The best Mexican food in Melbourne

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The best Mexican food in Melbourne

Veggie Enchiladas
Words By Billy Burgess

The best Mexican food in Melbourne tells us that see, no matter what form they take, nachos shouldn’t be viewed as classic Mexican fare.

So the story goes, nachos were invented during World War II by Ignacio Anaya, the maître d’ at a restaurant in Piedras Negras, just across the border from Eagle Pass, Texas.

The reason for their invention is simple: with a lack of ingredients available, Ignacio hastily threw something together in order to satisfy a bunch of visiting Americans. So yes, technically they are a Mexican invention, but you know how most foreigners assume Foster’s is the preeminent Australian beer? Well it’s a similar thing with nachos.

The outgrowth of carefully prepared pub nachos is a by-product of the overhaul in Melbourne’s Mexican dining options over the last decade. Though, there remain some key inconsistencies in many locals’ understanding of Mexican food. The object of this article isn’t to trample on anyone’s meal enjoyment with know-it-all declarations, but rather to shine a light on the origins of a few foods that’ve long been regarded as Mexican staples.


These days you’ll find nachos at plenty of gas stations and cinemas in Mexico, but perhaps the closest equivalent as far as authentic Mexican cuisine goes are chilaquiles. Usually eaten for breakfast, chilaquiles consist of a base of lightly fried tortilla strips covered in salsa or mole, pulled chicken and cheese. There are some obvious similarities to nachos, but this probably has more to do with the recent diversification of nachos than a fundamental connection.


Perhaps second to nachos in the most recognised Mexican food race is tacos. For those who grew up in the ‘90s, your first encounter with tacos was undoubtedly those crispy, U-shaped things that stand up on your plate and can cause a lot of grief when clutched too firmly. While they’re most likely of Mexican origin, hard shell tacos gained global notoriety courtesy of Californian businessman Glen Bell and his fast-food chain, Taco Bell. The taco boom of the last few years, however, has entirely revolved around soft shell tacos – open corn or wheat tortillas topped with any number of ingredients including seafood, meat or vegetables, lettuce, tomato, salsa, queso fresco and avocado.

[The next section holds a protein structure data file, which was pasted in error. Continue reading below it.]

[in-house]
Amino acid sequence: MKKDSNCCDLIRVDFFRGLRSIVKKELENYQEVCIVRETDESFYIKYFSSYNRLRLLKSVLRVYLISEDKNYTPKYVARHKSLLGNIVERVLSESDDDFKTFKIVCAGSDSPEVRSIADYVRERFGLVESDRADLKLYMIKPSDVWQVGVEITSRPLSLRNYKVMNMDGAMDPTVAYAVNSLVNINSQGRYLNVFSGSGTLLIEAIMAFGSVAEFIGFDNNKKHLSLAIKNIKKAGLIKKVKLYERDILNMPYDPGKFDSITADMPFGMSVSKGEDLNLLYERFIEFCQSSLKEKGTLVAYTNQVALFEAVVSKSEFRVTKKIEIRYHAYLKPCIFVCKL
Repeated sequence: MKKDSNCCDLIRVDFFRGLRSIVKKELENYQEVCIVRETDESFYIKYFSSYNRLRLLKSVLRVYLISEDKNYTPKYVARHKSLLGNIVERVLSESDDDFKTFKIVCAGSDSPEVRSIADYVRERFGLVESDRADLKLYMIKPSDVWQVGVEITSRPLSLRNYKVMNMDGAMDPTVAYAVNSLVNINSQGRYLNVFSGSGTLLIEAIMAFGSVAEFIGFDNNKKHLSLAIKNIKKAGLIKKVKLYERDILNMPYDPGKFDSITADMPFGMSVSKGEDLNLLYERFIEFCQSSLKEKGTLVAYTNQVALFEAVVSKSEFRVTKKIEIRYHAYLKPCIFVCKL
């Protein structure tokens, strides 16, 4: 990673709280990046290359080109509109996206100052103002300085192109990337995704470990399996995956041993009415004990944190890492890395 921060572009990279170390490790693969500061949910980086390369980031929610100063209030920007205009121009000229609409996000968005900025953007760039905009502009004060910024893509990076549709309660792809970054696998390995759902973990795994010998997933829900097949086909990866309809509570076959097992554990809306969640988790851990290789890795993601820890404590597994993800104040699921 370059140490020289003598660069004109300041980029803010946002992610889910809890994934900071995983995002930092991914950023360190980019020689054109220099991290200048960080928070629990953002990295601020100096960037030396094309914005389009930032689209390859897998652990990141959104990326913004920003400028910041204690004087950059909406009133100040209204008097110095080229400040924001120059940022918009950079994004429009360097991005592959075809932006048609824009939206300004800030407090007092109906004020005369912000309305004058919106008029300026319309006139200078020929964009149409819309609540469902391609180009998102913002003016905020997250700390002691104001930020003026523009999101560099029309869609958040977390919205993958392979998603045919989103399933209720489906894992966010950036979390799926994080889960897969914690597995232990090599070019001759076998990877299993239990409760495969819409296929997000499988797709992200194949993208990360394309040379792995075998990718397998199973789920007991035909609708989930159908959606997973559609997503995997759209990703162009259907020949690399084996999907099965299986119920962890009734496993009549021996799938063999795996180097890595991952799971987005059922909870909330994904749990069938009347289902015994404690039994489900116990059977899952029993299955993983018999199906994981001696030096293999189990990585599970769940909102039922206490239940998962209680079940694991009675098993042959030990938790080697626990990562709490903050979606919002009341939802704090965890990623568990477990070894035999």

Contrary to nachos, tacos are widely available and much venerated items within Mexico. It’s important to note, though, that just like in China, India or even the USA, there’s no one definitive style of Mexican food. The country’s produce is incredibly diverse – Mexico’s been ranked as one of the world’s key biodiversity hot spots – which means the composition of tacos differs depending on where you are. Perhaps the most famous and adored variety is the fish taco. Fish tacos are enormously popular in Los Angeles, which could be due to their having emerged from Ensenada – a West coast Mexican city roughly 100km south of California.


Another archetypal Mexican food in the eyes and appetites of Australians is the burrito. Burritos are said to have originated in Northern Mexico where they’re still commonly available and usually consist of a wheat flour tortilla with a filling of meat and refried beans. However, the variation we’re most acquainted with – that which you’ll find at fast food joints like Mad Mex and Guzman y Gomez, for example – is the Mission burrito. They get their name from San Francisco’s Mission District where they came to prominence in the 1960s, and where there remain several dozen taquerias specialising in burritos. Mission burritos are enormous cylindrical tortillas filled with rice, beans, meat or veg, plus cheese, salsa and guacamole, and they’re usually wrapped in aluminium foil. Delicious and ridiculously filling, yes, but not what you’d receive upon ordering a burrito in Mexico.

These days it requires very little effort to track down quality Mexican food in Melbourne (on either side of the river). And while we’ve happily embraced the move away from fatty, greasy nachos and hazardous hard shell tacos, a whole world of indigenous Mexican foods have yet to appear on our food scene. Thankfully, it seems the Mexican re-evolution of the last few years is no fad, and is actually just the beginning of an increasingly diverse dining experience.

If you’re a lover of nachos, there ain’t nothing wrong with that. But it’s always worth looking further afield to broaden your palate.